Home' Trinidad and Tobago Guardian : August 29th 2013 Contents BG28 | THE ECONOMIST
BUSINESS GUARDIAN www.guardian.co.tt AUGUST 2013 • WEEK FIVE
How quickly the mood can turn. Barely
a year ago, Indonesia was the toast of
emerging-market investors. The coun-
try reveled in the world s demand for
its vast reserves of coal, oil and other
resources, and celebrated with a consumer boom:
Economic growth clipped along at over six per cent.
Politics was stable, macroeconomic policy sound.
Foreign investors were scrambling to get into a market
of 240 million people and apparently boundless
Today things look different. Investors are spooked
by economic concerns. Growth is slowing, even as
inflation heads up. In the second quarter gross domes-
tic product growth slowed to 5.8 per cent, and it will
certainly undershoot the government s target of 6.3
per cent for the year. Inflation, meanwhile, rose to
8.6 percent in July.
Financial markets have taken a battering. After
falling by 7.7 per cent over three days, the benchmark
stock market index is down by a fifth from its record
high in May. The rupiah, a dismal regional performer
of late, is at its lowest level against the dollar in four
years. Foreigners have sold US$1.4 billion of govern-
ment bonds since June.
After a good run, many Indonesians have been
caught out by the sudden turn. Yet bewilderment
has not turned to panic. Some think that Indonesia
is merely being caught in a more general sell-off of
Asian shares and currencies, prompted by fears that
America s Federal Reserve will soon end its policy of
Economists also argue that much of the recent
bad news about the economy is just temporary. For
instance, inflation has jumped mainly because the
recent removal of fuel subsidies led to a rise in the
cost of gas. Inflation, they say, should soon fall back
to five per cent.
Nonetheless, Indonesia is being hit as hard as any-
where in Asia. For all that this week s sell-off reflected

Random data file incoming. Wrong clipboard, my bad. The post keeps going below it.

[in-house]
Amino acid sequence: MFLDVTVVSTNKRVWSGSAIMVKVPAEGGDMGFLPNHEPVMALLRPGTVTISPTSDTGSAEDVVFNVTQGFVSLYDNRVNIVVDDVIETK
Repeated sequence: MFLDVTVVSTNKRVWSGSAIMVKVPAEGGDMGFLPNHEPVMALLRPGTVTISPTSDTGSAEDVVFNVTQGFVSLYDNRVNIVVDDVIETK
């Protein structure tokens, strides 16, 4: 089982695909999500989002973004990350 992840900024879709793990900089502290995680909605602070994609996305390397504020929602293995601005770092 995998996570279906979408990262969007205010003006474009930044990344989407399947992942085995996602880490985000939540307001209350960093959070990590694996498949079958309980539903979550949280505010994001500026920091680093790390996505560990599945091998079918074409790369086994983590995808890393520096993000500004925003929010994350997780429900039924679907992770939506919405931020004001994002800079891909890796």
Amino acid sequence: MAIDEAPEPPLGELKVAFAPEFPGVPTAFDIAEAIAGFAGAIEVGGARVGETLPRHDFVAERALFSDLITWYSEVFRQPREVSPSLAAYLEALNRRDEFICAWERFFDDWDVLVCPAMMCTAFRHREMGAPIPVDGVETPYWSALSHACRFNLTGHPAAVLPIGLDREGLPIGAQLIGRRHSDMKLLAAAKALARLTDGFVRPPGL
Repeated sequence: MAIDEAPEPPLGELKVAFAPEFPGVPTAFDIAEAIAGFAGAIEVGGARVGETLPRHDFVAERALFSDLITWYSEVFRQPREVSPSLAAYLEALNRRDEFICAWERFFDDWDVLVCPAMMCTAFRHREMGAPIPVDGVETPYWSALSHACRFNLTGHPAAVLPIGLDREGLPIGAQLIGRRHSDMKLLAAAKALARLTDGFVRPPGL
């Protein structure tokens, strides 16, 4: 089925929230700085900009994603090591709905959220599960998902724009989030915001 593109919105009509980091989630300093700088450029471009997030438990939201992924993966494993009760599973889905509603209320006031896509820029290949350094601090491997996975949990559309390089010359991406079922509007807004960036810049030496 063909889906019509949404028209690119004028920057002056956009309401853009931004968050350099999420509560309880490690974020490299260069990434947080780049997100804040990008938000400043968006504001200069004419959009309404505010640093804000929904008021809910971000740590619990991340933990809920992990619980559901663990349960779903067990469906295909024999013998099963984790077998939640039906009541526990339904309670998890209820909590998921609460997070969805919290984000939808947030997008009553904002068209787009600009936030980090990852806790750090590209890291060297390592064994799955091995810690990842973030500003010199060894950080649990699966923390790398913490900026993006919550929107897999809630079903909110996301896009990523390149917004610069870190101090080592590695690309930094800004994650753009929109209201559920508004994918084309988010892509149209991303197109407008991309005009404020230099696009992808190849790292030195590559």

concerns about the Fed s ending of quantitative easing,
it was also a reaction to a deteriorating current account.
After 14 years of surplus, the current-account balance
swung to a deficit of 2.7 per cent of GDP in 2012.
In the latest three months of data, the gap widened
to 4.4 per cent of GDP, it was announced on August
16. And this is only one symptom of wider structural
problems that the country failed to tackle when it
was enjoying an economic tailwind.
The government of President Susilo Bambang Yud-
hoyono, who is serving his second term, had promised
to grapple with the problems of Indonesia s awful
infrastructure, foot-dragging bureaucrats and rampant
corruption. Yet even by Yudhoyono s admission, it
has failed to do so.
Scandals have multiplied. The latest is at the nation s
oil-and-gas regulator. When the going was good,
such negligence seemed not to matter. Now, with a
fall in commodity prices and the prospect of an end
to cheap money, Indonesia s failure to revamp its
economy is laid bare. Investors have little confidence
that the country can find new sources of growth.
Even before this week s financial jitters, Indonesia
had slid down various rankings of investor confi-
Also spooking investors is a recent increase in eco-
nomic nationalism intended to disadvantage foreigners.
In the substantial mining industry, the government
for some years has insisted that foreign companies
refine or process in Indonesia the minerals, such as
copper, that they extract, rather than simply shipping
ores and concentrates abroad. This stipu-
lation was made in the hope of creating
more Indonesian jobs and investment.
Yet such laws have also come with heavy
restrictions on the share of local businesses
that foreigners may own. The trend is also
apparent in plenty of other industries,
including banking, where until not long ago
Indonesia ran one of the most open regimes
in the world. Now, regulations stipulate that
new investors may not initially buy more
than 40 per cent of a local bank. With par-
liamentary and presidential elections next
year, policies are likely to get even more
restrictive as politicians appeal to voters
nationalism by bashing foreign capital. As
one parliamentarian from the ruling party,
Ramadhan Pohan, sums it up, "neoliberalism
is a stigma and when you support this, you
In good times, Indonesia might have been
able to afford the luxury of such posturing.
But those times, all of a sudden, are over.
Now that profit margins are coming under
pressure---for example, from the govern-
ment s requirement that miners build local
smelters ---many foreign investors will begin
to look elsewhere, just at the moment when
Indonesia might need them most.
@2013 Economist Newspaper Ltd.
(Distributed by the New York Times
Indonesia's declining economy
Investors are spooked by
Growth is slowing,
even as inflation heads up.
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